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Visualize How Zoning Laws Apply To Specific Properties With This Miami Company's Software

In the same way that Zillow and made property listings available to the general public, not just Realtors and brokers, Miami-based Gridics is making zoning information widely available and easy to visualize.

Gridics' software pulls measurable values, such as allowed building heights or required setbacks, from city and county zoning laws, then pairs it with interactive 3D maps so that users can home in on specific properties and see what restrictions and characteristics apply, and what can be developed by right.

Gridics has been contracting with individual cities and towns that in turn make the software publicly available and free to use on their municipal websites, CEO Jason Doyle told Bisnow.

A screenshot from Gridics software.

“A chasm exists between those measurable rules and how they apply to each individual parcel on the ground," Doyle said. "We’re democratizing this data, opening it up and making it easy to understand.”

Doyle said that while other software used internally by architects and developers for development scenario analysis may incorporate some of the same data, "there's no other company that's calculating parcel-specific zoning data at scale and making that a public-facing platform for citizens."

The software can help developers explore what they’re able to build, and help individual citizens get informed about what's permissible in their neighborhoods. It can also free up staff in zoning departments.  

"The old way to determine how zoning applies to a specific property requires citizens and developers to read through the zoning text and try to figure out how the various rules apply to their property. Most give up and contact city staff," Doyle said earlier this year.

Using Gridics, at the click of a button, users can see how far a particular city or town has been built out or what's in the development pipeline. They can click on an individual property and see its development capacity and zoning attributes like density and floor-area ratio. They can visualize transit routes or do searches with certain parameters to find, for example, an industrial area in an opportunity zone where a 20-story building would be permitted. The software can show ownership, as well as sales and tax history, but not whether a property is for sale. 

A glimpse of Gridics' software that analyzes development capacity.

Gridics sells its platform to municipalities for about $20K to over $100K per year, depending on the size of the city and the complexity of the zoning. "New York City's zoning code is 4,000 pages," Doyle said. Those cities and towns then make it publicly available on their websites. They can pick and choose what data is made public.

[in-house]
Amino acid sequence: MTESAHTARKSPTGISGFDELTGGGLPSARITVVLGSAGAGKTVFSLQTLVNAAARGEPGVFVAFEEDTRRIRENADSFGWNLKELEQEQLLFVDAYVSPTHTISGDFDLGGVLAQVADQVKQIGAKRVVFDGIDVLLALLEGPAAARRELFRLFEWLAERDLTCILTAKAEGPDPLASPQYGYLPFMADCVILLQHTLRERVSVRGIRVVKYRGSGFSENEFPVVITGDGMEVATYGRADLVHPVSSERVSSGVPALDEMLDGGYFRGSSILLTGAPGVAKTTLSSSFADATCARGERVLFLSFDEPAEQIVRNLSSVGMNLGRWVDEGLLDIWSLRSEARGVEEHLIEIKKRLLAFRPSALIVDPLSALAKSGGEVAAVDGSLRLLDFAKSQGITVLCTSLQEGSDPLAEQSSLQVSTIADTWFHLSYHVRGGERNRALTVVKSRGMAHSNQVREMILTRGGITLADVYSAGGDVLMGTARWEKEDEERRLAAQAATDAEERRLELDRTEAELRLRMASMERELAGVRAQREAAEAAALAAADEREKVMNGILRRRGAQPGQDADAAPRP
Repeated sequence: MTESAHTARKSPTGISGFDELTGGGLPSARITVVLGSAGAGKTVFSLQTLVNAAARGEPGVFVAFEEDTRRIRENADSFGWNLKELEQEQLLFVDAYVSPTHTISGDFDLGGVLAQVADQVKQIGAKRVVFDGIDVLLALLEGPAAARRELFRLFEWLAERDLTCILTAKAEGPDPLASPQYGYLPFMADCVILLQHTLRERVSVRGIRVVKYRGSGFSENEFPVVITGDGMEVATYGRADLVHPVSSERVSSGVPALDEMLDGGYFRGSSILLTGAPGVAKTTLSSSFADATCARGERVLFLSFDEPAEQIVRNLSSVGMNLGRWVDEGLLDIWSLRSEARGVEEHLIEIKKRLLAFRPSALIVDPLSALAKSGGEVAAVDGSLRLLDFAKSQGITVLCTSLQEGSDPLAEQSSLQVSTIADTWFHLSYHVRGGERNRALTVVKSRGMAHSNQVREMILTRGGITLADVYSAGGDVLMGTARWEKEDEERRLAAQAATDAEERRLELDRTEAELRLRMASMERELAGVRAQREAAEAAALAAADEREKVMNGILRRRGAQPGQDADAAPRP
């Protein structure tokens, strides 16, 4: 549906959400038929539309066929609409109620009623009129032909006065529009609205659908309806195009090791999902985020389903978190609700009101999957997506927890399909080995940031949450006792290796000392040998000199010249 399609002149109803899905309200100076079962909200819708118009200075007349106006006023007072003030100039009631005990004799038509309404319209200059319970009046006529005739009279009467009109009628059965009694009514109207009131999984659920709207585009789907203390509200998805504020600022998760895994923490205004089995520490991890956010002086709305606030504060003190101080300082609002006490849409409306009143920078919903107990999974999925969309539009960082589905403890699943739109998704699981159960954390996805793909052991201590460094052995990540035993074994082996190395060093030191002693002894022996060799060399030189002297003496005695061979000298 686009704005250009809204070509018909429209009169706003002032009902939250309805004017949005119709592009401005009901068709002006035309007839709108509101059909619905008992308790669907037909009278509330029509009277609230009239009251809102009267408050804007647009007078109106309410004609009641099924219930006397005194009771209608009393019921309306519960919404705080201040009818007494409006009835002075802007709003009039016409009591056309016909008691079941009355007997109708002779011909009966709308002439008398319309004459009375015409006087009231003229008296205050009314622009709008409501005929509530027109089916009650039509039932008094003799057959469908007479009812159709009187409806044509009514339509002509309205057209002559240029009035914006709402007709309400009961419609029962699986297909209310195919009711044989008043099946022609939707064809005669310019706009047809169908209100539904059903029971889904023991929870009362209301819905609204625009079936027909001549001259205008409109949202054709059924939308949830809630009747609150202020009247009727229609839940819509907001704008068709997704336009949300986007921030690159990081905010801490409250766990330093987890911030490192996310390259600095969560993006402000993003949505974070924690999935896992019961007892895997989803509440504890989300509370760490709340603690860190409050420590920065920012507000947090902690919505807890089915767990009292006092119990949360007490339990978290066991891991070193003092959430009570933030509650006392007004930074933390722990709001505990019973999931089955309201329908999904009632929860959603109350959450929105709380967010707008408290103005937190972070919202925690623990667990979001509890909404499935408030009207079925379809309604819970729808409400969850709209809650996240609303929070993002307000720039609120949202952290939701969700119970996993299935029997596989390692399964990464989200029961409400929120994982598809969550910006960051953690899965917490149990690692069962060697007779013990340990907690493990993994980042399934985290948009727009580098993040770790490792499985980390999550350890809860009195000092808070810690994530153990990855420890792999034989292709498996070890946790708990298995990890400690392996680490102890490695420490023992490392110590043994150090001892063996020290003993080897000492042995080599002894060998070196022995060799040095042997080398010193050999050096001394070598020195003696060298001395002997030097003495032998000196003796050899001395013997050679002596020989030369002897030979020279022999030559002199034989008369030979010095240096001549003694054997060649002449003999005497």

So far, the software has been adopted by the cities of Miami, Fort Lauderdale, Miami Beach, Hollywood, Coral Gables, North Miami and Bal Harbour. Doyle said Gridics has calibrated its software for other major cities, even if it doesn't have partnerships there. 

On Fort Lauderdale's website, Gridics' technology lets people see 3D models of proposed projects and the approval status of each with the local Development Review Committee. The village of Port Chester, New York, used Gridics software when it was considering changes to its zoning laws. Officials could input the proposed changes and preview how the city would grow if those were adopted. This year, Gridics is branching out to California, North Carolina, Arizona and Arkansas.

Because Gridics' mapping software can be customized to incorporate contextual geographic information system layers like energy usage, traffic patterns and flood zones, city leaders can use it to tackle zoning inequities, infrastructure bottlenecks, affordable housing and even climate change. Gridics announced on April 26 that it would be joining the United States Conference of Mayors Business Council, a nonpartisan organization of cities with populations of 30,000 or more.

Gridics also sells products with deeper, custom analyses for the private sector. PropZone is a site selection tool that lets developers compare sites across multiple cities. Zone IQ provides 3D scenario analysis for architects and developers, letting them visualize what they can build on certain parcels, or how parcels might be combined to unlock zoning advantages.

Gridics' co-founders, Max Zabala and Felipe Azenha, met in the University of Miami's master's degree program for real estate development, Doyle said. The company now has about 15 employees. 

Related Topics: Fintech, PropTech, Gridics, Jason Doyle